Rex from Savage Minds provides tips for applying anthro programs but i guess they are relevant for any social science programs…
I am serving on the admissions committee of my department again this year, and as usual we are in a position to admit at maximum 20% of the total applicants we receive. I don’t want to reveal the confidential deliberations of the committee, but it has gotten me thinking a lot about how to apply for graduate school, what I look for in an application and how people should prepare theirs. What people look for varies from place to place, and different people will have different priorities than I do, but I offer this to help orient people to an application process that is often confusing and opaque to people who go through it. What, then, do I look for when we admit people to graduate school?………
Tesco’s Fresh and Easy grocery stores have been in the US for about 15 months. They are not performing as expected, and the finger pointing has started.
“The Counter-Counterinsurgency Manual”: New Book on Anthropology, Militarization, and the Human Terrain System
I am very happy to report that the second of three new volumes about the human terrain system to be published this year has just been released for pre-order. It is The Counter-Counterinsurgency Manual, by the Network of Concerned Anthropologists. It features contributions by Catherine Besteman, Andrew Bickford, Greg Feldman, Roberto J. González, Hugh Gusterson, Kanhong Lin, Catherine Lutz, David Price, and David Vine. It will be released in April of this year.
The useful anthropology of contemporary culture is a distressingly small library. (I have listed some titles below. This is not an exhaustive list, but neither is it a very partial subset of the complete universe.)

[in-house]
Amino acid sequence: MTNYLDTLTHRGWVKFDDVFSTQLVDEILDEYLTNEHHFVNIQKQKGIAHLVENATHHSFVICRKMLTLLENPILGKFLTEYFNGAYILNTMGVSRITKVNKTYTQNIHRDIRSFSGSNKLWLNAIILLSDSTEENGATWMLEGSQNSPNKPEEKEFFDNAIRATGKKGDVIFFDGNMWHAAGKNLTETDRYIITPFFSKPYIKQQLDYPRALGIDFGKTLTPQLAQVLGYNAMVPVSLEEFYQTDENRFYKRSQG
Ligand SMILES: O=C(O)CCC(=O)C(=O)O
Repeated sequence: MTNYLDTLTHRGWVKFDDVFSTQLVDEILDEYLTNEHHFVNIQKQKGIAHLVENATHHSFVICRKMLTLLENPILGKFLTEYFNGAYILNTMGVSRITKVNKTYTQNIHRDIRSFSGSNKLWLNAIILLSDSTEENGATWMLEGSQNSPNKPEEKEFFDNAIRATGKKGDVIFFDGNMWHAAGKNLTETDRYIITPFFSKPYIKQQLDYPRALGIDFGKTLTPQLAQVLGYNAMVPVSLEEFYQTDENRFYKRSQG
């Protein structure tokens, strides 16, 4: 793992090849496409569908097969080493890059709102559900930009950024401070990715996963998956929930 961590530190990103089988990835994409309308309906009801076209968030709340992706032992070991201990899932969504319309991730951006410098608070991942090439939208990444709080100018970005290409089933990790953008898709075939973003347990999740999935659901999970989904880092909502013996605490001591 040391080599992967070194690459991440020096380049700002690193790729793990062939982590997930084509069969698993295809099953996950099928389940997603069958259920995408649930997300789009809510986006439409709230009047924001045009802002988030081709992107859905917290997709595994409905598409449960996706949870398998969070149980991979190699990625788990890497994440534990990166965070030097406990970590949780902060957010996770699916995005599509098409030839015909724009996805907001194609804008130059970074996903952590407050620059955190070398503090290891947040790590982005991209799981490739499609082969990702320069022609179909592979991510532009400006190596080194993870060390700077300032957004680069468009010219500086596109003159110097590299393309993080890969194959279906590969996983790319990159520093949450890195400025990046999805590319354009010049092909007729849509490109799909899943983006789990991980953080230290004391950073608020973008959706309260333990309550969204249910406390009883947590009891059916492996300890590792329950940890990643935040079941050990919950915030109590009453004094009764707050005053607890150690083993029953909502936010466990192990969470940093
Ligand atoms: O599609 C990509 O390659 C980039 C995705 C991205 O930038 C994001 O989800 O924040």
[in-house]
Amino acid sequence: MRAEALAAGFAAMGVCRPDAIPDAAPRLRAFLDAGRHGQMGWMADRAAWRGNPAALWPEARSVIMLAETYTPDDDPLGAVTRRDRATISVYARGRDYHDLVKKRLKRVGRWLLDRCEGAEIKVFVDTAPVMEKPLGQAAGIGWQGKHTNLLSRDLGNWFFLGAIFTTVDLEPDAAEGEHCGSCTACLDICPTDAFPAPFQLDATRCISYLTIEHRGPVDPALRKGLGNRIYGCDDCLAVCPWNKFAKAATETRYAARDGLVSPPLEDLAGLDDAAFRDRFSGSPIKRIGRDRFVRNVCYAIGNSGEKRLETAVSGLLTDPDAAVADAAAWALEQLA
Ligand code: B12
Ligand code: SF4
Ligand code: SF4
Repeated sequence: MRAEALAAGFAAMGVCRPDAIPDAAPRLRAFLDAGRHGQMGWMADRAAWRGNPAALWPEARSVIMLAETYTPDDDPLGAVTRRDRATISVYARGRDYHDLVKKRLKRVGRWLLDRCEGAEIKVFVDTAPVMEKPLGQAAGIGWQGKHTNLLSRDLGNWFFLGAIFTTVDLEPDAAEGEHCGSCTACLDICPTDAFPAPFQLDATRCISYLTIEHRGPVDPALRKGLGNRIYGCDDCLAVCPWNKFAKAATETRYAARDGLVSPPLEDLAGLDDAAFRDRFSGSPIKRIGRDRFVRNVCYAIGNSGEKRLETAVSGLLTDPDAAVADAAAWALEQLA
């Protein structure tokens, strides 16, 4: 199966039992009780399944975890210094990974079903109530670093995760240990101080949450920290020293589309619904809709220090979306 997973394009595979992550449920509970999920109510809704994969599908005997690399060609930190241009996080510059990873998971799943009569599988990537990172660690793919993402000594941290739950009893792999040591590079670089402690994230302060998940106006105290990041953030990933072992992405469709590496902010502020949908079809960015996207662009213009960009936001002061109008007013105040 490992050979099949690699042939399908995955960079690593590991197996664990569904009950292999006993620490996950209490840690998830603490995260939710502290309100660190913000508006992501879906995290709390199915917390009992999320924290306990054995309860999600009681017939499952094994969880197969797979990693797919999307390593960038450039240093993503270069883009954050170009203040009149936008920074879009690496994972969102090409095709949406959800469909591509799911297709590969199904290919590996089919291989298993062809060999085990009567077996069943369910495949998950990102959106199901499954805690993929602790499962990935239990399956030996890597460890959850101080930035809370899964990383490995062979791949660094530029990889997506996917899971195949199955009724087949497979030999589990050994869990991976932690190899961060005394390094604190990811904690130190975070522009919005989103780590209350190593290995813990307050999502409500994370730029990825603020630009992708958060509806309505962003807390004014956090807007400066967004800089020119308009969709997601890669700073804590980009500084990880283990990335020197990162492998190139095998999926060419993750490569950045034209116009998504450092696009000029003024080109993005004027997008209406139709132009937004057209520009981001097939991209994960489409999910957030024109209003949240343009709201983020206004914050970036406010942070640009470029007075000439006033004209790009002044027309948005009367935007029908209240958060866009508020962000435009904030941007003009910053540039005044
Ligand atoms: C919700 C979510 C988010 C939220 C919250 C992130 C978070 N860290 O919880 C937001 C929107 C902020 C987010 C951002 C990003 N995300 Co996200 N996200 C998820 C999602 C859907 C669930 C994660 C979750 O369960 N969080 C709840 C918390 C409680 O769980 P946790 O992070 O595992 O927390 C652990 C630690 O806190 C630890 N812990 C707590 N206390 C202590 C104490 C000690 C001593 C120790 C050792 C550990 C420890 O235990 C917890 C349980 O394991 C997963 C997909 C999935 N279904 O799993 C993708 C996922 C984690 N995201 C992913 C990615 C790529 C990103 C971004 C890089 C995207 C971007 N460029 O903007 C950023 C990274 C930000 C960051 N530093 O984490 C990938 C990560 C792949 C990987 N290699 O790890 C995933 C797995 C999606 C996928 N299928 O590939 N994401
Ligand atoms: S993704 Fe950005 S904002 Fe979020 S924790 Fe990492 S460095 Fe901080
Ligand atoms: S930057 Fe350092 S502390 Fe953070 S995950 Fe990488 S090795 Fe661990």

This is a long, drafty, and somewhat less review-y version of a review I am writing about Johannes Fabian’s latest projects.
Johannes Fabian, Ethnography as Commentary: Writing from the Virtual Archive, Durham, N.C. Duke University Press, 2008. 140p.
Johannes Fabian, Memory Against Culture: Arguments and Reminders, Durham, N.C. Duke University Press, 2007. 192p.
Johannes Fabian’s contributions to anthropology are distinctive. Depending on where you start, he is an Africanist, a linguistic anthropologist, a partisan and critic of the “Writing Culture” moment in American anthropology, a folklorist and student of popular culture, a historian of drug use by colonial anthropologists, a theorist of time, memory and alterity, and now something of a hacker as well. Two books have been published recently which capture some of his heterogeneously distinctive work. The first, Memory against Culture, collects several recent talks and articles, including one called “Ethnography from the Virtual Archive” which is the germ of the second book Ethnography as Commentary, which is both a meditation on creating a “virtual archive” of ethnographic sources and a “late ethnography” of a popular ritual which Fabian experienced in 1974 in Zaire with a healer named Kahenga.
The International Council for Archaeozoology (ICAZ), a 500+ member organization, has shared a copy of a letter that they sent to the administrators of the University Museum of the University of Pennsylvania regarding the planned dissolution of the Museum’s Applied Science Center for Archaeology (MASCA). The decision to close this major scientific laboratory and lay off 18 researchers, was motivated primarily by financial reasons, and has received strong criticism from parts of the research community about the apparent abruptness of the decision [see the dedicated blog for a history of articles and statements]. So far I haven’t found any public statements from the Penn Museum to justify this action, and when I do, I’ll link to those.
by Amer Ouali
PARIS (AFP) – The world has lost Manx in the Isle of Man, Ubykh in Turkey and last year Alaska’s last native speaker of Eyak, Marie Smith Jones, died, taking the aboriginal language with her.
The full supplementary materials from this study are not online yet. This seems to be based on a presentation from ASHG 2008. As I explained in that post, because Europe was settled from the east, it is expected that genomic diversity (left) would be higher in SE Europe and lower in SW Europe. However, the opposite is true. This, coupled with the observation of a higher degree of haplotype sharing between SW Europe and the Yoruba HapMap sample, suggests that genomic diversity in the Iberian peninsula has been enriched directly from Africa.